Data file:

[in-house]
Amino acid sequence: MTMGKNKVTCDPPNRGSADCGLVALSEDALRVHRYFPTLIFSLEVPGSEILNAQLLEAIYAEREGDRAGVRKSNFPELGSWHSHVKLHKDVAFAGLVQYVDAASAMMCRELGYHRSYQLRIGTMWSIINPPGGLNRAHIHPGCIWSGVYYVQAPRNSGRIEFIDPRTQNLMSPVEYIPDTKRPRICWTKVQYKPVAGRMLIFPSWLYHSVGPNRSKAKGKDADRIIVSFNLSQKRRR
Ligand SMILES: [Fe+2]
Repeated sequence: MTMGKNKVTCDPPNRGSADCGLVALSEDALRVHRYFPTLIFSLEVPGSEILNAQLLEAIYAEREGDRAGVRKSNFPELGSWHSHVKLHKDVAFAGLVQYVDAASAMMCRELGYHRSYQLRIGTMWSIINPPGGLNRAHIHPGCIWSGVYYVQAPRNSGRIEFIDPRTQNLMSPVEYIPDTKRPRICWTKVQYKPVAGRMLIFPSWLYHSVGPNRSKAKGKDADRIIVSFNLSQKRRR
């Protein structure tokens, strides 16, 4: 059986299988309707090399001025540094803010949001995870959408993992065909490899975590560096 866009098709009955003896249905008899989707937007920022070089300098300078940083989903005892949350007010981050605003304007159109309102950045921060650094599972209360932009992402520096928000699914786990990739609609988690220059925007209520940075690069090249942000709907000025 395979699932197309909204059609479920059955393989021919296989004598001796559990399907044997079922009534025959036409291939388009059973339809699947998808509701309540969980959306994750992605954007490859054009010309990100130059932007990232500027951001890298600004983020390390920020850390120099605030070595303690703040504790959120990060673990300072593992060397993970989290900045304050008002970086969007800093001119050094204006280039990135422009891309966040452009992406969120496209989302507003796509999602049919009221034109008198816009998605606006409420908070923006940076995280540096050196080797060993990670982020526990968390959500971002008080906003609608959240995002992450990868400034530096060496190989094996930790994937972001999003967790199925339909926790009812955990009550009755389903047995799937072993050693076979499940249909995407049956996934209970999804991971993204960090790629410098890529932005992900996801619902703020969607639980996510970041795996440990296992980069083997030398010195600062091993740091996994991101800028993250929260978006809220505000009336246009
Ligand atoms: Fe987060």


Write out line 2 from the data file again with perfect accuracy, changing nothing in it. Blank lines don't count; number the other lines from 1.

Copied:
Amino acid sequence: MTMGKNKVTCDPPNRGSADCGLVALSEDALRVHRYFPTLIFSLEVPGSEILNAQLLEAIYAEREGDRAGVRKSNFPELGSWHSHVKLHKDVAFAGLVQYVDAASAMMCRELGYHRSYQLRIGTMWSIINPPGGLNRAHIHPGCIWSGVYYVQAPRNSGRIEFIDPRTQNLMSPVEYIPDTKRPRICWTKVQYKPVAGRMLIFPSWLYHSVGPNRSKAKGKDADRIIVSFNLSQKRRR